This post is coauthored with Charu Sharma (@charu1603), startup entrepreneur and author of a forthcoming book on women entrepreneurship.
In light of Women's Day (March 8,2014), we chatted with Julia Hartz of Eventbrite and Daphne Koller of Coursera, two of today's leading women entrepreneurs who kindly shared their wisdom, trials, and triumphs with us.
Julia Hartz, Cofounder and President, Eventbrite, crossed the $1 billion mark in 2013. Fortune magazine recently named Hartz one of the 10 most powerful female entrepreneurs.
Q: How did you build your team?
JH: In the beginning, as a small, bootstrapped startup, it was just the three cofounders for two years. As we grew the team, our mission was to find individuals who were brilliant in areas that the three of us didn't have particular rockstar skills. We grew the team to 15 in one year, and it was a gang of incredibly talented individual contributors. We really had to sell our future vision and the people who joined in the early days had to be a little bit crazy to leave behind whatever sure-thing they had to join our team.
Q: Describe the satisfaction you felt when you first offered a job to someone.
JH: Our first employee outside the founding team was an engineer and his first day coincided with the birth of our first child. So I'll never forget it. Kevin literally had to leave the hospital to go let the employee into our office space.
Q: What advice might you give to entrepreneurs who need venture capital for their start-up, but may not live in a big city or have connections?
JH: First, do everything you can to NOT need venture capital right off the bat. Some businesses inherently need capital to get started but I would argue that many do not. We spent very little cash in the first two years of building Eventbrite and were able to gain our independence as a company before going out to the VC community.
Second, make sure you have confidence in your business whether that be through sheer conviction, traction, results, or team -- all of the above helps -- before you go out to pitch the business to the investment community. Pitching your business to outsiders can be a terrifying experience but it also helps to solidify your beliefs in what you're trying to achieve. Investors will sense any trepidation or uncertainty you may have in your business so make sure the conviction is there.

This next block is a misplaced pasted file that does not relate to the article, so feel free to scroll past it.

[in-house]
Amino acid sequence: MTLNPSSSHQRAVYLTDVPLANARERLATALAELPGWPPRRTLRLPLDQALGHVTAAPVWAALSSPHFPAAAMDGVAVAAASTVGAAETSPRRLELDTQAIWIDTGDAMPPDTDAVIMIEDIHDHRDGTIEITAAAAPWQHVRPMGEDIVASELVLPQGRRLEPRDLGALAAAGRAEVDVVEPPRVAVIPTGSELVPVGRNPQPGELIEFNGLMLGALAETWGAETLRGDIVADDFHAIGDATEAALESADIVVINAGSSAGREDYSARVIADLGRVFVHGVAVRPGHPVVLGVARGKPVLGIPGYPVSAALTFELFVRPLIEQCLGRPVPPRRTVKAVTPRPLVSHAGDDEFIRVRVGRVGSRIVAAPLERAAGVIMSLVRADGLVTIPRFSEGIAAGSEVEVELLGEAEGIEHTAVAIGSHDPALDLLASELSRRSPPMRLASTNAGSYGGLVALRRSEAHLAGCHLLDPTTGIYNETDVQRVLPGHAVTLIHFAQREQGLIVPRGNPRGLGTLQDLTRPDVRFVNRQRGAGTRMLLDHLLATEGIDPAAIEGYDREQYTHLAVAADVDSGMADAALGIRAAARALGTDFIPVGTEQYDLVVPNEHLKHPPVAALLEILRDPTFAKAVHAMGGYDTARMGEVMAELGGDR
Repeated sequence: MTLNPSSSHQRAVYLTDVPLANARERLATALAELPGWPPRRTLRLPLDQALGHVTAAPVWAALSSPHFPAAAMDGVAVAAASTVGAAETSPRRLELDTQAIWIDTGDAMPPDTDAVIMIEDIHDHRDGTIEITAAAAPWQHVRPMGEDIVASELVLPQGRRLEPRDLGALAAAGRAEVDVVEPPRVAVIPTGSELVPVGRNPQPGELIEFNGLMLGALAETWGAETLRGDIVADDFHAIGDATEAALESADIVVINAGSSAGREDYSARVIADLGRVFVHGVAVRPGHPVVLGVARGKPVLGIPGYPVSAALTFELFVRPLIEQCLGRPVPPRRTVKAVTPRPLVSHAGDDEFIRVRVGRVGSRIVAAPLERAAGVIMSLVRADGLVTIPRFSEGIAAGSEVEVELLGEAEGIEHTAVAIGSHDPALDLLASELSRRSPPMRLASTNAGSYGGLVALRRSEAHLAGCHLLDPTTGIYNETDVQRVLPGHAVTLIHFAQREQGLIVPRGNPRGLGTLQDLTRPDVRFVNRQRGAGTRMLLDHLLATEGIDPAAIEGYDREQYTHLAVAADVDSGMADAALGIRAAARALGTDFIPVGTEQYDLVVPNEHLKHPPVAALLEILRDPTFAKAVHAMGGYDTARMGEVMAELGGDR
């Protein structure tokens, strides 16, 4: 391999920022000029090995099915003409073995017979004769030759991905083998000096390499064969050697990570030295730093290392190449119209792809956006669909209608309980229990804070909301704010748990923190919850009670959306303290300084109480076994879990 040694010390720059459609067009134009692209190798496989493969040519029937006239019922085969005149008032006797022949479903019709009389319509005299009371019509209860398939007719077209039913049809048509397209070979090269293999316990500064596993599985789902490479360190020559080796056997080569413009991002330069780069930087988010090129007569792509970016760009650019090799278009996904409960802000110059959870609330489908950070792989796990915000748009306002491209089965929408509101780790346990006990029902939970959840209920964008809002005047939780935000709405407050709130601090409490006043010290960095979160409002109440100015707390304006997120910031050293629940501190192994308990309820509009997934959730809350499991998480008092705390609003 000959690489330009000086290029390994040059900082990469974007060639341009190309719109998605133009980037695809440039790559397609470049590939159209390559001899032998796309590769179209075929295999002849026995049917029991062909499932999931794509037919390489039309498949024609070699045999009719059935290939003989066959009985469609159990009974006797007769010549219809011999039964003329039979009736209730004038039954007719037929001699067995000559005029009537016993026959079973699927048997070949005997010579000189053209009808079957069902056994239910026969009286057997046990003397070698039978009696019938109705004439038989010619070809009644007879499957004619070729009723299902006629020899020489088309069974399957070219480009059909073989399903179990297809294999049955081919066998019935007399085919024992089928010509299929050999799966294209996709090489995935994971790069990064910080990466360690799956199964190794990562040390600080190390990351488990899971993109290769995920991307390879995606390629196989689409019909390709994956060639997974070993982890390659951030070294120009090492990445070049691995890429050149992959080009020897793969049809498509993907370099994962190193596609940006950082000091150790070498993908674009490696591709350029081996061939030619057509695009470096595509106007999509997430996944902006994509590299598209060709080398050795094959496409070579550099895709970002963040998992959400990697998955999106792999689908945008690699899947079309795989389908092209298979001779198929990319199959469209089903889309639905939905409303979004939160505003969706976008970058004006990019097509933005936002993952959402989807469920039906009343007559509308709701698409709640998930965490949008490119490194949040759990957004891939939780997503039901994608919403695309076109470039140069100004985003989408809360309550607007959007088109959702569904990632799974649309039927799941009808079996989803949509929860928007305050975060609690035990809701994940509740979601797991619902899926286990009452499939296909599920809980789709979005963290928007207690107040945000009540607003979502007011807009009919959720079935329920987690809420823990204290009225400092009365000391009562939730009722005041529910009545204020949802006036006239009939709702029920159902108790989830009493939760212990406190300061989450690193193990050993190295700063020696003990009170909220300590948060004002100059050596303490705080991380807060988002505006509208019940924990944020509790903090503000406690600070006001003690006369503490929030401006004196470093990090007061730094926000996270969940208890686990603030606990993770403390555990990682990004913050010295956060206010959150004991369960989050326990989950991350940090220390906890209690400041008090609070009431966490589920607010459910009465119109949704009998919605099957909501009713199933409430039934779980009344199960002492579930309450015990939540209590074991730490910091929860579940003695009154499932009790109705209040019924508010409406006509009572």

Q. What advice do you have for women entrepreneurs thinking of starting a family? How do you balance being such a rockstar hustler at work and yet make sure that you are there for your daughters?
JH: There is no one way to get it all done but it is possible -- no question about it. For me and Kevin, it's taken a confluence of factors: priorities, strong partnership, help from our family and childcare providers, and the ability to be flexible in our lives to maintain our sense of balance. Our lives are extremely binary at the moment: our passion is in Eventbrite and our love is in our family. That is how we spend our time, full stop.
Daphne Koller, Cofounder Coursera: Over 21 million users in 190 countries
"We envision a future where everyone has access to a world-class education."
Q: Was it your original vision to change the academic platform to the degree it has changed? Or are you surprised by the impact Coursera is having on higher education and degree status?
DK: We started Coursera with a mission to change education globally, giving anyone in the world access to a great education. We have been humbled by how quickly the company and our network of partner institutions and students have grown, and in these relatively early days we recognize that there is still a long way to go.
We fervently believe that the value of a university degree holds strong. Coursera credentials can be a great a supplement for formal education or an alternative to no education for those who would otherwise not have access. At present most of our students already have some form of higher education credential, but in today's world it is increasingly important for individuals to update their skills -- you might think of the courses as booster shots of education. Some students may want to change career paths while others may want to upgrade their skills in order to do their current job better. Many of our students are simply exploring new courses for personal enrichment.
Our vision from the beginning has been to give everyone who wants it access to a great education. We also want to give universities a platform to experiment and research to develop online education pedagogy, integrate online education into the on-campus learning experience where it makes sense, and reach more students than ever before possible.
Q: How did/do you handle resistance from "old school" professors?
DK: As with all new technologies that have the potential to change industries, MOOCs (Massive Open Online Courses) have been met with skepticism from some parties in the education world. Our approach is to learn from our critics, taking their concerns into account as we develop our platform, while always staying focused on doing what's best for our students.
Q: What advice do you have for women entrepreneurs thinking of starting a family?
DK: Juggling a career and a family is a challenge for anyone, and even more so (in general) for women. Probably the most important advice to any woman interested in a career is to pick your life partner with care. Having a supportive partner is key to trying to manage the constraints of these two demanding roles.
To date, 1.5 million people have viewed Daphne's TED Talk:
Thank you to these two inspiring women for gracefully sharing their wisdom.